OPA-LOCKA, Fla. — Capt. Chesley “Sully” Sullenberger, the retired pilot made famous for his heroic landing of a US Airways 1549 on the Hudson back in 2009, returned to the skies Friday for charity.
Passengers paid $1,000 a seat on the sold-out 1958 Eastern Airlines DC-7 that departed from Opa-Locka Airport and landed safely in Charlotte, North Carolina. The proceeds benefited the Historical Flight Foundation of Miami, a museum that not only promotes the awareness and appreciation of aviation history, but also educates and trains young people in maintaining and piloting historical aircrafts.
“This is a priceless, historic artifact,” Sully, who built a model of the plane as a child, told the Sun-Sentinel. “It shows how far we’ve come in aviation.”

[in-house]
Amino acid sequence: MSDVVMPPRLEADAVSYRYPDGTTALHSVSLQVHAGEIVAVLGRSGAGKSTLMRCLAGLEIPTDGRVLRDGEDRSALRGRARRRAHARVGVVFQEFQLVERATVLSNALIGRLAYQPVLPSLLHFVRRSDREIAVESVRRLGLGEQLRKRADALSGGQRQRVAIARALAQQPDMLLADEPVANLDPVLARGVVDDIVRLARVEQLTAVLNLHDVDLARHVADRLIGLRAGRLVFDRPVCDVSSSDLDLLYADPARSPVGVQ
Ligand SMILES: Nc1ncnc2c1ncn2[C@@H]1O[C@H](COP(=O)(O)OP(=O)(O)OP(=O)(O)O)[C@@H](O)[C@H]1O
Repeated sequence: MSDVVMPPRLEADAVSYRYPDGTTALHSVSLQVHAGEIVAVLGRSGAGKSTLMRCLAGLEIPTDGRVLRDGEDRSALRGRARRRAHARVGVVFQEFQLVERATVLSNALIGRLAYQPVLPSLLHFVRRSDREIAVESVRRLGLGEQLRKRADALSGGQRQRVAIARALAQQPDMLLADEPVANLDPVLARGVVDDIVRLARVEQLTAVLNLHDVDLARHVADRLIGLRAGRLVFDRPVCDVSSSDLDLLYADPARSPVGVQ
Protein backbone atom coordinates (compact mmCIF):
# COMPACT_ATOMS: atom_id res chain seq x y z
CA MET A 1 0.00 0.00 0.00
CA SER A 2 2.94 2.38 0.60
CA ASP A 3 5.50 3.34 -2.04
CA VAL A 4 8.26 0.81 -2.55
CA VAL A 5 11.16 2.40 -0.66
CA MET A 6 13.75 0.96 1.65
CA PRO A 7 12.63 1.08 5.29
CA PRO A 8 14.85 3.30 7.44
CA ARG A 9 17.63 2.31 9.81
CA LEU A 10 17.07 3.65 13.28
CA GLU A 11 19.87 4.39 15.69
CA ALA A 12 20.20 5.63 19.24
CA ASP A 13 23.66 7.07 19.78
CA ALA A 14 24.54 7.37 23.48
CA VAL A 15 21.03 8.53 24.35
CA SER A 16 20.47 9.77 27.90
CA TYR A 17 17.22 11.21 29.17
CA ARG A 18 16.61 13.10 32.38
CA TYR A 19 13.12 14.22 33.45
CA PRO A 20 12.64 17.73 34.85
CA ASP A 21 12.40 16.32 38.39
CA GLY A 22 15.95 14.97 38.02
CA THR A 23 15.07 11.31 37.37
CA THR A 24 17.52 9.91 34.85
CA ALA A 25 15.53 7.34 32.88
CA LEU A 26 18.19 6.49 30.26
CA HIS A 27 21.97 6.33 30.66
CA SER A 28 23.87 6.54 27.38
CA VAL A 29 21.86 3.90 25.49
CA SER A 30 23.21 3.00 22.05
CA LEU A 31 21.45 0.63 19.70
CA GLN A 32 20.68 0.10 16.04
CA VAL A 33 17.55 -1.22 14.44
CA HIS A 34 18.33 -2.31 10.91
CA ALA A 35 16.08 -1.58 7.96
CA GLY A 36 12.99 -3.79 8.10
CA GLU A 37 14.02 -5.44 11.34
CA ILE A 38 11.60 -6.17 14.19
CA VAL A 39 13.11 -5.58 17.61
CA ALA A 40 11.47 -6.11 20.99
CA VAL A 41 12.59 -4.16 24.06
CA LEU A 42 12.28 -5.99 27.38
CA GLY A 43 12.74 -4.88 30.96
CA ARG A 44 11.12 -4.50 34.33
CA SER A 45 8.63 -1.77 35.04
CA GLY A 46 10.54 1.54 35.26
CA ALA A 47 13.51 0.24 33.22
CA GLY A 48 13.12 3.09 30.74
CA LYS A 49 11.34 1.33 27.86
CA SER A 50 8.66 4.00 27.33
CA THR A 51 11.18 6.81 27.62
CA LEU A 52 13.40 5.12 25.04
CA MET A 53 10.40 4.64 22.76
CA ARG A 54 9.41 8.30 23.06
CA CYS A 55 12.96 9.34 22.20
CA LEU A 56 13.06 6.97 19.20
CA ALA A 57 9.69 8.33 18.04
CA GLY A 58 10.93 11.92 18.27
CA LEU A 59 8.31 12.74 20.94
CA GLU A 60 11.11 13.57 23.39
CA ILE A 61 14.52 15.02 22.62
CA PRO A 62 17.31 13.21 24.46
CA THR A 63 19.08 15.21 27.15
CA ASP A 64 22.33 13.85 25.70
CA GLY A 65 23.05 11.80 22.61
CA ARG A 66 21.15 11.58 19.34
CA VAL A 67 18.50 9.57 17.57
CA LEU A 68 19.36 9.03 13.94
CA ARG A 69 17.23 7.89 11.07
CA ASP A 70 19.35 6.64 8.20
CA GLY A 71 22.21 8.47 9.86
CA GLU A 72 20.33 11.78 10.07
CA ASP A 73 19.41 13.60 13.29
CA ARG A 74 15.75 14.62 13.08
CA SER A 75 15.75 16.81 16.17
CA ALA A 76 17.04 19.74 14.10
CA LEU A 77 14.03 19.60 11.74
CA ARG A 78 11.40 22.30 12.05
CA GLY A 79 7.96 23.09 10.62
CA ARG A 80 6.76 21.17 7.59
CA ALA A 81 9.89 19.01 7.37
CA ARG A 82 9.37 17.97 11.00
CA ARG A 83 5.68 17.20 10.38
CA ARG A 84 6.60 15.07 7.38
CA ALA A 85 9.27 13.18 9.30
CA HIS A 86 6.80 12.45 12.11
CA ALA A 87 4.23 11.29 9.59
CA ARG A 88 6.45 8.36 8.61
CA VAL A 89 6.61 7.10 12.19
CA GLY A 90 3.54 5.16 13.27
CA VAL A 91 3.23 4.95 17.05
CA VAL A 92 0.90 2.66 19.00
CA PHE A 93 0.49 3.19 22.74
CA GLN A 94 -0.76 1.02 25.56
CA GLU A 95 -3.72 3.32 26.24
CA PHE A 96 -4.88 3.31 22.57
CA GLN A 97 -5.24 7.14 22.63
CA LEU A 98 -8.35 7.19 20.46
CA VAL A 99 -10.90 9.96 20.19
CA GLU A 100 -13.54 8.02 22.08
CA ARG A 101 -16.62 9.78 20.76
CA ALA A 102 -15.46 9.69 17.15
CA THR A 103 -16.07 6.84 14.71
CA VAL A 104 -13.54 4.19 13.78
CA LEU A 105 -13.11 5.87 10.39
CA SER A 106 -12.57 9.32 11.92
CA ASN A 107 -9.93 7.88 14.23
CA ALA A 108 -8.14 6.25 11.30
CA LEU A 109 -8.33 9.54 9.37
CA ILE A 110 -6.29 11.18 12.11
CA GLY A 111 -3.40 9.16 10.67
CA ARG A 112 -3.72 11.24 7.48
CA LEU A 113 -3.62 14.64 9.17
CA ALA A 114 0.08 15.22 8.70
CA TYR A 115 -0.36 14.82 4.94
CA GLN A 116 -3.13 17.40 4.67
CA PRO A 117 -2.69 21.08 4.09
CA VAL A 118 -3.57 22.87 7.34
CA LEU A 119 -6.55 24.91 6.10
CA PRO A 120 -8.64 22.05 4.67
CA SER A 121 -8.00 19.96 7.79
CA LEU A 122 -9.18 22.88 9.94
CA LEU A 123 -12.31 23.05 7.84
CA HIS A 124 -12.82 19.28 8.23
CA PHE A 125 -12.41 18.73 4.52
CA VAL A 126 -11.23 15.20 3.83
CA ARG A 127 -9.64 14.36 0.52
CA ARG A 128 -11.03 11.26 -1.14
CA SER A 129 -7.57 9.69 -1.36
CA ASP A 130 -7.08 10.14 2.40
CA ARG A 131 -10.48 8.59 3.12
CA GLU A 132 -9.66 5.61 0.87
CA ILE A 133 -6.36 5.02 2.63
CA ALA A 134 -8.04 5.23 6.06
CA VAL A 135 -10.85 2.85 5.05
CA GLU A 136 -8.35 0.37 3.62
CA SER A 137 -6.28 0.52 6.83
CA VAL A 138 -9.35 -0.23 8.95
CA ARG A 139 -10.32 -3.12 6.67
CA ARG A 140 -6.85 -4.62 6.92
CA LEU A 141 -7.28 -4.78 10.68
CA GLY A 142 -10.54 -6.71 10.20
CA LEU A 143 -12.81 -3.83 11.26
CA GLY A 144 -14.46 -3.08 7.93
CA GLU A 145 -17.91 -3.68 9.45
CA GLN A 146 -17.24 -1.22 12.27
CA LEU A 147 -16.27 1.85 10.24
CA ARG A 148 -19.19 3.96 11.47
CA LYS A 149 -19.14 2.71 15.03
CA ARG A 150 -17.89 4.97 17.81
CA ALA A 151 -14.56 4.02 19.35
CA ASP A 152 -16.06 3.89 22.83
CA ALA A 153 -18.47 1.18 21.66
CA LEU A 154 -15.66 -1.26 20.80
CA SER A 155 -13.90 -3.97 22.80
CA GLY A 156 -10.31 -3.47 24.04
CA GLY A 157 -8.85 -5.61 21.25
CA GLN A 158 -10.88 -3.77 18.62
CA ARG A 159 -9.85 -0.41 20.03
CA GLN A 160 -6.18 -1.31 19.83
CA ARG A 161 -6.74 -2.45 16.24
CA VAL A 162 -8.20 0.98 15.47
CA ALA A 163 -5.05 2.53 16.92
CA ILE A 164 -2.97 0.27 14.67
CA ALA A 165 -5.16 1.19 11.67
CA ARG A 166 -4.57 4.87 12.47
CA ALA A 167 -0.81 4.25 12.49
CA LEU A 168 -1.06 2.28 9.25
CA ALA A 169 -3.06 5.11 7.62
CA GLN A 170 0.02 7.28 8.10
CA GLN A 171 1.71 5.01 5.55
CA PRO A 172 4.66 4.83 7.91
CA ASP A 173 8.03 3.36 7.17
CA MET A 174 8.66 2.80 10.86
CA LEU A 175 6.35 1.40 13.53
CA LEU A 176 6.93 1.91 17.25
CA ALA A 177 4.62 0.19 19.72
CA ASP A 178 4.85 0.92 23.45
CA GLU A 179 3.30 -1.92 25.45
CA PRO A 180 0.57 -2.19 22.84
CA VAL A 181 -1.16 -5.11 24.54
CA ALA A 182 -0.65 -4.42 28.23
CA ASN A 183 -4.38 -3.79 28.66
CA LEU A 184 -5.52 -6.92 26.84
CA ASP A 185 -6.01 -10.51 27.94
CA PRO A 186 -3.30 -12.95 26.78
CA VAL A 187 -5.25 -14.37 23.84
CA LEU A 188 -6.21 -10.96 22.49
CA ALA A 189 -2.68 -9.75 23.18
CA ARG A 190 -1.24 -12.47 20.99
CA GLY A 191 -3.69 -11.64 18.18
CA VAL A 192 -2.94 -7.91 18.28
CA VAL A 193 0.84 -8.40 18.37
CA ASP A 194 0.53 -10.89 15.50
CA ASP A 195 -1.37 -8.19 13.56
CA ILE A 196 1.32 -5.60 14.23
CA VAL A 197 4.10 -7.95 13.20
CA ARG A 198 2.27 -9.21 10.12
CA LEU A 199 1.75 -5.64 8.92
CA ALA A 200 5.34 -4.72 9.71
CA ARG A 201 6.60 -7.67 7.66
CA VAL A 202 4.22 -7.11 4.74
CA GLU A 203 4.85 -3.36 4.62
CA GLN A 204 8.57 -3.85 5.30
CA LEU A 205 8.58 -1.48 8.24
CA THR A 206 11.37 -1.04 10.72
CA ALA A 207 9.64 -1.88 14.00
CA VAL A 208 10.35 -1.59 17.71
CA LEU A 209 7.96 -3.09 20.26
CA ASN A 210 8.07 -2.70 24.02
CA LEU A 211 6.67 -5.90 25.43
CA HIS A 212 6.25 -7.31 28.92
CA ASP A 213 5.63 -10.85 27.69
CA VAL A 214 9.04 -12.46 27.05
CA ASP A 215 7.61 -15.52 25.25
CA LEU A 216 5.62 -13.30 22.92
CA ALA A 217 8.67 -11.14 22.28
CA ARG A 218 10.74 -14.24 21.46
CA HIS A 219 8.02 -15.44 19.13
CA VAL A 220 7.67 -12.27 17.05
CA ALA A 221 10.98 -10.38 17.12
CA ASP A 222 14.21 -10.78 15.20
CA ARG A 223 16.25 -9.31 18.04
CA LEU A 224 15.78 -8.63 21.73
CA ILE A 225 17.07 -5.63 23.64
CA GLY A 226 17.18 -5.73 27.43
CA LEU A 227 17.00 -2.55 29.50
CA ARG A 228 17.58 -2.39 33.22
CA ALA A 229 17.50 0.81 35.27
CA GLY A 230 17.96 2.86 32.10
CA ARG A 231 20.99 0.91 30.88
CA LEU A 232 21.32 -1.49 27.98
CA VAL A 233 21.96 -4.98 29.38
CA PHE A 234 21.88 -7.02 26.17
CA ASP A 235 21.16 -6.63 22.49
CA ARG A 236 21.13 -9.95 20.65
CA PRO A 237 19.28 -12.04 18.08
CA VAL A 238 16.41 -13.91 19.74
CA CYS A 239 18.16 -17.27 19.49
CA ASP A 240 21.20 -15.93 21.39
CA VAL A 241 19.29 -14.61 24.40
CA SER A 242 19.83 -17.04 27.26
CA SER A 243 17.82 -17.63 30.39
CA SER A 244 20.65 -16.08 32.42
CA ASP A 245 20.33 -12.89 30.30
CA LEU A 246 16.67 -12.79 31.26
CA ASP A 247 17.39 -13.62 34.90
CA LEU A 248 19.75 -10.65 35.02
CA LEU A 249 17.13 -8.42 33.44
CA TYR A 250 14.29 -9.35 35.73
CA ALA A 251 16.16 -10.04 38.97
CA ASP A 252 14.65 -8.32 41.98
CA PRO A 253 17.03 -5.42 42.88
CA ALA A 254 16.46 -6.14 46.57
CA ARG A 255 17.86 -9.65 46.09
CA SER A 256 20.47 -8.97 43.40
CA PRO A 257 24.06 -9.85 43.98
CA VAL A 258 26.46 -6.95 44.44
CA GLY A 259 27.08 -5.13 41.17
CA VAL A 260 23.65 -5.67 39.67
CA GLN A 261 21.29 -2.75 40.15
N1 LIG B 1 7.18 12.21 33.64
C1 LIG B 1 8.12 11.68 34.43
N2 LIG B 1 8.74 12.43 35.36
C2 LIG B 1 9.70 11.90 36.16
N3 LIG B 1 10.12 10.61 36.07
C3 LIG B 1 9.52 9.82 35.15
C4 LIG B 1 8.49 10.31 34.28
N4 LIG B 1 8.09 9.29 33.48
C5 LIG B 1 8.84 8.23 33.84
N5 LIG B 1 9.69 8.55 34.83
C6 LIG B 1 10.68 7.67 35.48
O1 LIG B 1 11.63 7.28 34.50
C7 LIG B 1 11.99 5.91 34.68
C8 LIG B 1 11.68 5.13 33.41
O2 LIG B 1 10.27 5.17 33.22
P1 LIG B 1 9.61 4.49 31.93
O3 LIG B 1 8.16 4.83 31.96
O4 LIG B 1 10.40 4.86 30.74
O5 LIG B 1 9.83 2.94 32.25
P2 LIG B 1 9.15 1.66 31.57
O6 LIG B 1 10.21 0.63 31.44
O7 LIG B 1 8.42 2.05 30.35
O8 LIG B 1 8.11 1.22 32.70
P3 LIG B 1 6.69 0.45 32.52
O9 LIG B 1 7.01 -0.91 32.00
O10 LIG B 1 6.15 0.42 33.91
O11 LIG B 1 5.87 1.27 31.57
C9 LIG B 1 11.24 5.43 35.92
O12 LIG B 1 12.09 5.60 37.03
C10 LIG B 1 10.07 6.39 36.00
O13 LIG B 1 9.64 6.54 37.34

Co-pilot Jeff Skiles, the same man that was by his side three years ago on the Hudson, joined Captain Sully on the flight. Many applauded Sully’s quick decision-making and cool demeanor after he executed smooth emergency landing on the Hudson River in New York City after a flock of birds disabled the plane’s engines. All 155 passengers and crew members survived. Sully has since then retired from US Airways and is now an advocate for aviation safety.
During the event, Captain Sully and his crew signed autographs for passengers and posed for photographs. One of those passengers, Denise Lockie, was on American Airlines Flight 1549 on that fateful day on the Hudson and had been looking forward to meeting with Sully and Skiles.
“It’s a life-altering moment,” Lockie told the Miami Herald. “It defines me as a person today. So when I have an opportunity to see Sully or Jeff, it’s my honor to see them.”
The DC-7 aircraft, which recently made an appearance on the ABC show Pan Am, was taken to the Carolinas Aviation Museum, the same place where US Airways 1549 is located.